Noach: Growth in the Darkest Times

Next week I will not be around.  Thankfully, we're making our first bar mitzvah, which is taking some energy to plan.


Being one of the few families in the community without any family in the country, we're trying to plan things out so my kids shouldn't feel any different.  So, two families that we're close with and have the honorary title of "cousins" will be coming up north for Shabbos.  I think we'll have 22 people or so.  It should be exciting.  I plan to be slightly drunk the whole time to survive.


What's nice is that on Shabbos morning, my son will be finishing one Gemara (Beitzah) which he has been doing with a friend of his with Daf Yomi, and then after Shabbos, he'll make another siyum on Taanis, which he has been doing with another friend.  By the time he's bar mitzvahed, he will have learned an entire section of mishnayos and three tractates in Gemara.  Not bad.  That certainly wasn't the focus in my life when I was his age :)  Different worlds, different lives....


"I will not continue to curse again the ground because of man, since the imagery of man's heart is evil from his youth" (Bereishis 8:21).


From the very beginning, the Torah testifies that Noach was a tzaddik.  In fact, it's clear from the narrative that in his merit, did Hashem make this promise that he will never destroy the world again.  So, the obvious question is: what was different about Noach that before the flood he did not have the merit to save the world, yet only after the flood did he have enough merit that Hashem should make an eternal promise?


Rav Yitzchok Zilberstein explains that the growth Noach experienced while he was in the ark enabled him to grow into a bigger tzaddik than he was before.


Rav Yaakov Meir Schecter, one of the leaders of the Breslov community in Yerushalyim delves much deeper into the issues based on the teachings of Rebbe Nachman.  In short...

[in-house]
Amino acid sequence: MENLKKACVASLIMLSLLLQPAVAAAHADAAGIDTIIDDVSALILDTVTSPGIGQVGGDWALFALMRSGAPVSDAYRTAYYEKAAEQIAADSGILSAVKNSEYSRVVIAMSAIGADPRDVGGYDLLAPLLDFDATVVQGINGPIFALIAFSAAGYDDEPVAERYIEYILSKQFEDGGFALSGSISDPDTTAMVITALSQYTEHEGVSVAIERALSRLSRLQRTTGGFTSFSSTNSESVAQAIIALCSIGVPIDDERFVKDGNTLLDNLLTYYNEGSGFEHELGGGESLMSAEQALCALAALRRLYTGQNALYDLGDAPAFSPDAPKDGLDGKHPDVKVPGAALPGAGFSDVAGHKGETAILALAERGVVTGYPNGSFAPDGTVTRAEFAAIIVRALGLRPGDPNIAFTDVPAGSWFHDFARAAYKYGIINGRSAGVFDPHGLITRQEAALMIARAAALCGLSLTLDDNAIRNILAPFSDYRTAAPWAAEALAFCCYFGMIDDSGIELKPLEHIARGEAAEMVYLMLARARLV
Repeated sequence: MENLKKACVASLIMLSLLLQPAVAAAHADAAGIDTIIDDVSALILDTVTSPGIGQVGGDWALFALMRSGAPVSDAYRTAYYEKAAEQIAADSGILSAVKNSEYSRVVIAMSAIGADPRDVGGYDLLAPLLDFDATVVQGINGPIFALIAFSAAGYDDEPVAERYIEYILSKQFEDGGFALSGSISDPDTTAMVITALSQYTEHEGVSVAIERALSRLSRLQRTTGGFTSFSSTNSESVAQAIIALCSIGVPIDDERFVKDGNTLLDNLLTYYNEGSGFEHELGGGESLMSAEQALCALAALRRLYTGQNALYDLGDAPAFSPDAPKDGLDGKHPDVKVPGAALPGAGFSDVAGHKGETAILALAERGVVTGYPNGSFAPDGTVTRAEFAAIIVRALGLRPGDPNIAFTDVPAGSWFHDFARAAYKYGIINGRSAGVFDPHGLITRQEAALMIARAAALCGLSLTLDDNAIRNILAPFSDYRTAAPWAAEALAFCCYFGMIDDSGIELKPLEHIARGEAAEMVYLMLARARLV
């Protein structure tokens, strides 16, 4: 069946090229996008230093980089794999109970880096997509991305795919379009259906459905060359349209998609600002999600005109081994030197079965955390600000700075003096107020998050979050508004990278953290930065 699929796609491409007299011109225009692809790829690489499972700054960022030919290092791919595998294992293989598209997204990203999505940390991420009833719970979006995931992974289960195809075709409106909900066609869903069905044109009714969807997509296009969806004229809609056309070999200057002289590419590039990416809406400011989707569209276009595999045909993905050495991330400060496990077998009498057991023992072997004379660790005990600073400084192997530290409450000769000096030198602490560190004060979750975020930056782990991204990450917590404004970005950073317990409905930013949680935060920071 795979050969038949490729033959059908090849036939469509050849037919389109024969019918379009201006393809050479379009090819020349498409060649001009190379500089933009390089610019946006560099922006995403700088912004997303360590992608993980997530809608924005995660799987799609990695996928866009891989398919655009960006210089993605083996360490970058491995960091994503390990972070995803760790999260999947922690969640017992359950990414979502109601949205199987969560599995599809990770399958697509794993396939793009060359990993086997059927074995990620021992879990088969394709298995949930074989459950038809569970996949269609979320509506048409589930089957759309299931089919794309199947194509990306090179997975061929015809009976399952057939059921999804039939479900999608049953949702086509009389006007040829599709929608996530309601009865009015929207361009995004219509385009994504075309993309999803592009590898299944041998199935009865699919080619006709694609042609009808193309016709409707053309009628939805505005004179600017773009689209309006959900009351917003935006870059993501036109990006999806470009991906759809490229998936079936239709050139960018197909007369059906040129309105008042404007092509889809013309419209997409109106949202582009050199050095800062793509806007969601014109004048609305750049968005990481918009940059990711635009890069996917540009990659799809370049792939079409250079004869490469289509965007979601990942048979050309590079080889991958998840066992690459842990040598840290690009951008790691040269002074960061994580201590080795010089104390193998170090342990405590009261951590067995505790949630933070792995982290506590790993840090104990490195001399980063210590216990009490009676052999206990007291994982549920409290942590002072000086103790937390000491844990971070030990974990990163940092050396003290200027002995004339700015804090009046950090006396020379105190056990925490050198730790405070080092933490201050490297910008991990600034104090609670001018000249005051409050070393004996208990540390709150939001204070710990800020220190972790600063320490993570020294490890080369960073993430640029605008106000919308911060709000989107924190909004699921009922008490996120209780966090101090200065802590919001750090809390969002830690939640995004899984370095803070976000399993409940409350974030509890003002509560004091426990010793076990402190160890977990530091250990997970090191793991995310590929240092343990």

Rebbe Akiva commented on the verse "In the morning sow your seed, and in the evening, stay not your hand" (Koheles 11:6), "If you raised up students in your youth, raise up more in your old age".


This is the same Rebbe Akiva, who, after losing 24,000 students, started all over again, in his old age, and raised only five more students, who are responsible for all of the Torah we have today.  Can you imagine starting from scratch after such a devastating loss, and thinking, "Well, at least I have these five students"?  Most people would end their lives in depression.


However, despite the destruction of the world around him Rebbe Akiva continued to do his job, despite the hardships and the bleary outlook.  Because in the end, he knew that his job was to do what he needed to do.  The outcome was not in his hands and never was.  That "G-d's business".


Noach too saw his entire world, literally destroyed in front of his eyes.  In the end, he was stuck in a boat with a few family members, and was responsible for taking care of all of the survivors.  In the end, he did not look around and succumb to depression.  Rather, he built an altar and gave thanks to Hashem for saving him.  He did not worry about how the world was going to grow and survive.  That wasn't his job.  He focused on the task at hand and gave thanks for all the good that was done for him.  With that attitude, he grew in stature, just by simply doing what was expected of him at that time.


There are times in life when people ask themselves, "What am I doing? Where am I going? What will be?"  And all of these questions are legitimate.  However, sometimes, when things are seemingly low, one simply needs to focus on the moment and the job at hand.  It might seem very little with very little payoff, but it's during these "low" times a person can grow to greater heights than he could during the "high times".

Have a wonderful Shabbos!